It was a typical Tuesday morning when RaeAnn Herrera received the phone call she will never forget.
“I didn’t recognize the number but I picked it up anyhow,” RaeAnn said.
A fireman on the other line asked for her husband’s medical information, saying Isaac had been involved in an accident.
RaeAnn, 47, recalls giving the man the information, not aware of her husband’s critical condition until he said she better get to the hospital fast.
“I knew not to ask him if he was alive so I carefully asked him if he was conscious,” RaeAnn said.
The answer was no.
On Nov. 6, 2012, Isaac was driving his work truck when lost control on Euclid Avenue near Naranja Street in San Diego.
He had gone into sudden cardiac arrest.
The first responding officer found Isaac slumped over his steering wheel with no pulse and began CPR.
Isaac was driving to a jobsite downtown before the incident.
“I dispatched employees at 6:30 (a.m.) and I told them to get out there and vote,” Isaac said. “About 8 a.m., as I was approaching Euclid Avenue, I should have made a right to get on the 94 west. But instead I made a left turn.”
Isaac said he doesn’t recall the events that took place after that.
“There was a woman sitting outside her home in a wheelchair,” RaeAnn said. “She saw him veer over and hit the cars so immediately she called 911 and within two minutes a police officer came.”
A few minutes later the paramedics arrived.
Isaac was rushed to Paradise Valley Hospital in National City, intubated, sedated and placed in a hypothermic coma to preserve his organs.
“We know that they defibrillated him eight times on the scene,” RaeAnn said. “He flatlined again in the emergency room. Someone was working on him for 20 minutes to bring him back.”
Isaac received an angiogram and had surgery to have a pace maker put in to detect arrhythmia.
“They said in order to test the device they’d have to stop his heart and let the device automatically to bring him back,” RaeAnn said.
Doctors told RaeAnn they were unsure whether there would be any neurological damage.
“I need you to know that we’re Christians and we believe in miracles,” she told them.
One week later Isaac was taken off the ventilator.
RaeAnn said the first three days was like the movie “50 First Dates.”
“He lost the memory of the week before the accident … some people would tell him certain things,” she said.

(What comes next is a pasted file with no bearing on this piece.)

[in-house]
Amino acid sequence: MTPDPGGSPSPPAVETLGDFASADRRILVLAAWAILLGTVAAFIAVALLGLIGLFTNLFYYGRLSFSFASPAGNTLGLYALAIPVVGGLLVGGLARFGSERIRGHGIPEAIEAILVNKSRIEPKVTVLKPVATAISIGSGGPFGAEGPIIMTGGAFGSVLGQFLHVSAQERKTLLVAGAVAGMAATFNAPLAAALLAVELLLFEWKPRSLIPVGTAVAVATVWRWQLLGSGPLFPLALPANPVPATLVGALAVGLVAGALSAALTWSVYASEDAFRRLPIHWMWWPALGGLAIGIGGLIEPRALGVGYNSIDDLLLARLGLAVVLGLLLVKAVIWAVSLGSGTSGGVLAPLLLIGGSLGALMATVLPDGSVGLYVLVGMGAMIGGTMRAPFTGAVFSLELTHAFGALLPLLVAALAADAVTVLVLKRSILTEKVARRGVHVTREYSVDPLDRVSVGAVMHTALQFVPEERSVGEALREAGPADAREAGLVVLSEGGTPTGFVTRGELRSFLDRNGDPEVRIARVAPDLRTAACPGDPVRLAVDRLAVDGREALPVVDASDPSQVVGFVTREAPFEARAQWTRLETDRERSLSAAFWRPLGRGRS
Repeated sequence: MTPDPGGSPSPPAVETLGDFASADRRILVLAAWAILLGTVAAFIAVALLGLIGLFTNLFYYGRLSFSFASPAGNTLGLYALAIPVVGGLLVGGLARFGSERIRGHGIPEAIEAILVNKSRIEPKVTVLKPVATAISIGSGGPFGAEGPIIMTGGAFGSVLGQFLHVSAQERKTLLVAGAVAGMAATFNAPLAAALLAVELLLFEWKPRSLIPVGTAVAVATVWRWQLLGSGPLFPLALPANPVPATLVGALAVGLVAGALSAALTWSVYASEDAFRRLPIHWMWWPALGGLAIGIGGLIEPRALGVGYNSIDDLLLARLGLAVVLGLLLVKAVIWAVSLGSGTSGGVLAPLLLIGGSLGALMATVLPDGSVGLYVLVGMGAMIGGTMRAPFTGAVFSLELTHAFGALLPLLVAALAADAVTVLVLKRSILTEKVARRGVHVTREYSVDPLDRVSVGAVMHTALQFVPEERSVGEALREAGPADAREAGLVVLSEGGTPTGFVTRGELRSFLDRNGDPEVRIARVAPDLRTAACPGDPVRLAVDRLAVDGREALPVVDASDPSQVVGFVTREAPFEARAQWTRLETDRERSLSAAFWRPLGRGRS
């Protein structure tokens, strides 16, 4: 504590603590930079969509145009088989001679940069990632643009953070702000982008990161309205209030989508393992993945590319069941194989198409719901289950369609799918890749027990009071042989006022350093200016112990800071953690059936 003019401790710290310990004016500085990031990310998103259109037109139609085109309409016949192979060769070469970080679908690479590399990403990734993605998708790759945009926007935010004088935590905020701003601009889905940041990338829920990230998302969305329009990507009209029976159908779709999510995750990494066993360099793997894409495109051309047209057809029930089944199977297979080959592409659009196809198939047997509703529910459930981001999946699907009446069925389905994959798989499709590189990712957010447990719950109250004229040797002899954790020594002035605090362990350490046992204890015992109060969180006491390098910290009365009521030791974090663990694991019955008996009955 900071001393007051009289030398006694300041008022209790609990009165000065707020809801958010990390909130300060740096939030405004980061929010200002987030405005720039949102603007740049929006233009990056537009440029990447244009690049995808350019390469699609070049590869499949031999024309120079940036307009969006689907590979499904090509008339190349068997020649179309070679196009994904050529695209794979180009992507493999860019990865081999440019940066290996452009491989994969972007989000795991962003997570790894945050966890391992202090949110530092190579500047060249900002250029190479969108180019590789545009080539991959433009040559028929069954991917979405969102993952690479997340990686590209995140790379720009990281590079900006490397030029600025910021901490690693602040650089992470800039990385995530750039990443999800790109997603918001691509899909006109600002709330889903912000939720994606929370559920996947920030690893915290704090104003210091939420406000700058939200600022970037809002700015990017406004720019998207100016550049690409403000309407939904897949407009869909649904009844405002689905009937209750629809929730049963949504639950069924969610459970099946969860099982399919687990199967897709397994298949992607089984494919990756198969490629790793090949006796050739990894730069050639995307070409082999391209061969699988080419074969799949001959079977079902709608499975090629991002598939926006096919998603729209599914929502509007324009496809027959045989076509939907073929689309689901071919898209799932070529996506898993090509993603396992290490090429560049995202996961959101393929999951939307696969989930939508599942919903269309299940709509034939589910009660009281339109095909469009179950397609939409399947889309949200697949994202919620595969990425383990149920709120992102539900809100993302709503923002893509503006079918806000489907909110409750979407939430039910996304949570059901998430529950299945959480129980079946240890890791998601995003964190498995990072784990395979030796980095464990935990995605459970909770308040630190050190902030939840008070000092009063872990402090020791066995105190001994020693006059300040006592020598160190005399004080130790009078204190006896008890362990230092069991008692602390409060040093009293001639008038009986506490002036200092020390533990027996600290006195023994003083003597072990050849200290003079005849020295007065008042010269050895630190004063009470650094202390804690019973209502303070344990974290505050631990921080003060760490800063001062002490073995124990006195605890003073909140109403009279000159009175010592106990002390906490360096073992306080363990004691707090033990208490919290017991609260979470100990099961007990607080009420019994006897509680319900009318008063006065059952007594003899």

“Sometimes he’d remember and sometimes he wouldn’t.”
When Isaac woke up, RaeAnn was standing over him and explained what happened.
“The first question I asked them was what happened and what I can do to prevent this,” he said.
“Ninety percent of people who suffer sudden cardiac arrest die and the remaining 10 percent have neurological damage,” RaeAnn was told. “We were told that people don’t survive this… Every doctor and cardiologist told him he had an angel looking over him.”
Isaac never did find out why he went into cardiac arrest.
Sharp Grossmont Hospital interventional cardiologist Dr. Sharon Sadeghinia said a person can have three different things wrong with their heart, all that lead to sudden cardiac death.
“Sudden cardiac arrest means when the heart stops within seconds,” she said.
Usually, sudden cardiac arrest is caused by blockage, what Sadeghinia calls a plumbing problem caused by ischemia — a restriction in blood supply to tissues causing a shortage of oxygen, according to Sadeghinia.
Some patients have metabolic syndrome, a combination of risk factors, the top five of which include high blood pressure and cholesterol, diabetes, obesity and smoking.
“Number one is that people need to tell their family about their health,” Sadeghinia said. Despite knowing risk factors, sudden cardiac arrest can occur in anyone at any age.
“You don’t necessarily have any symptoms,” Sadeghinia said. “They are perfectly fine and all of a sudden they drop dead.”
Isaac said that prior to the incident he was in great health.
“Every September right around my birthday I get a physical and all my blood work came out great,” he said.
Isaac went through physical, occupational and speech therapy while he was in the hospital and since returning has recovered well.
“I don’t know why this happened to me,” Isaac said. “I know that God has used every single person involved and … I just want people to know that miracles are still happening and that God is a great God.”
RaeAnn said the accident has forever changed their lives.
“I think we really take the time to appreciate family so much more,” she said. “What matters now is that every day is amazing because you’re alive.”
RaeAnn said she reminds Isaac to tell people what happened so they can be better prepared.
“Because that bystander saw him and called 911, the officers responded within two minutes and that saved his life,” she said.
Sadeghinia said it’s critical for the public to know CPR.
“Knowledge is power,” she said. “If you can save a life with some simple maneuver, why would anybody hold back?”